Godalming a market town in South West Surrey has a long history. The presence of Mesolithic and Neolithic flints points to human activity here in prehistoric times. Also, remains of Roman pottery suggest Roman occupation nearby. The pretty town was already a large busy village in Anglo Saxon times. Then, King Alfred left the village in his will to his nephew, Ethelwald. The area grew wealthy during the middle ages on the wool trade and later the leather tanning and paper industries. Early industry here was powered by watermills. Queen Elizabeth I made Godalming a Borough in January 1574. And, in 1881, the town was the first in England to have a public electricity supply.
With such a long history, it is no surprise that the town has five conservation areas and 350 listed buildings. Built on the river Wey, the town’s water meadows, the Lammas Lands, are an attractive natural feature of its landscape.
Industry in Godalming
The industrial revolution brought hardship to the town as wool production shifted to the industrial West Riding of Yorkshire. The town had already started to suffer with the plague of 1636-7. It remained a centre however, for stocking making and paper production. During the years of coach travel, Godalming became an important staging post on the route from London to Portsmouth. The Kings Arms, in the High street, was a coaching inn from 1753. In 1689 the Tzar of Russia, Peter the Great, rested at an inn on the same site and apparently left without paying his bill.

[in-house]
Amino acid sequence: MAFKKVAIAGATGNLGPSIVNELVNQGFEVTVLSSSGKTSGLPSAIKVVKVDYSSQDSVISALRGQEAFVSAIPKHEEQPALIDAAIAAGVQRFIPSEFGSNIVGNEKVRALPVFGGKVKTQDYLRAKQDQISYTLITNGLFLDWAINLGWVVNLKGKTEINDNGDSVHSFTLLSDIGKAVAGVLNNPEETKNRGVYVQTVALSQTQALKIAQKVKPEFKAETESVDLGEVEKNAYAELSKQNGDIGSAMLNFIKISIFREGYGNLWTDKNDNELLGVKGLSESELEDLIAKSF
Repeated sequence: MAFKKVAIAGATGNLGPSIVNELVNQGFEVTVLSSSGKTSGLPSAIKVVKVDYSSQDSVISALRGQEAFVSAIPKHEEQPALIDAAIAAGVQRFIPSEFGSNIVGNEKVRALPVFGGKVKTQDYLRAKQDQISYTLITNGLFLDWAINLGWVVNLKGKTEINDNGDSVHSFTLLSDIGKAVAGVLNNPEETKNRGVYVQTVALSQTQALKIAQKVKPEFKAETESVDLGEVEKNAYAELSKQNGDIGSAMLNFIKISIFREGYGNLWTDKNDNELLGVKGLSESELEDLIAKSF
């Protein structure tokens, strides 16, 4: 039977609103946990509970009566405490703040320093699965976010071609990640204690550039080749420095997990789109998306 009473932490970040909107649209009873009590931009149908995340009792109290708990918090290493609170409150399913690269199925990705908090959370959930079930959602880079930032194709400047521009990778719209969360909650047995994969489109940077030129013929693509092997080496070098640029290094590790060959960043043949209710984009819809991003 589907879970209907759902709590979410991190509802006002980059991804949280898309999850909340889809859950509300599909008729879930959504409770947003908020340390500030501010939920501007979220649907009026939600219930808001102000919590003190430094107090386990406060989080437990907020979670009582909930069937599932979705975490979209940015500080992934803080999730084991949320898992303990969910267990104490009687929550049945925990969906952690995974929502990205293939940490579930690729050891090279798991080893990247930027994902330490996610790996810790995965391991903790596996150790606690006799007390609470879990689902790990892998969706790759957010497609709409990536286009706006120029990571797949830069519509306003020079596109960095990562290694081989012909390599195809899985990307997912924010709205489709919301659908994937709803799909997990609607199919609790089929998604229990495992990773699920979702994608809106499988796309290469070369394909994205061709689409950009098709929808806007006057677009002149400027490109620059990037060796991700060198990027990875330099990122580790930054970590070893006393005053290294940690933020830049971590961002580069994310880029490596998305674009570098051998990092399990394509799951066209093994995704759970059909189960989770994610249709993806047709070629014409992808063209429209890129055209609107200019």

John Perry built the Town Hall here in 1812. The ground floor was a market place while the business space was upstairs. The building still stands in the High Street, no longer the Town Hall; it is called the Pepper Pot . Situated at 109 High Street, behind a blue door, is the Museum. The Museum building is behind the Georgian brick frontage. It is a timber framed building dating from 1446. That building itself includes an earlier building from 1400, making this the oldest house in Godalming. The Museum is open from 10 – 4 and has a number of galleries, a local history library and a coffee shop. Additional hours are possible by arrangement.
Modern Godalming in south west Surrey, 7 miles from Guildford, and 30 miles from London, is in the commuter belt. Hence, today most people earn their livings outside the town.
If you’ve been to Godalming, please tell us what you enjoyed.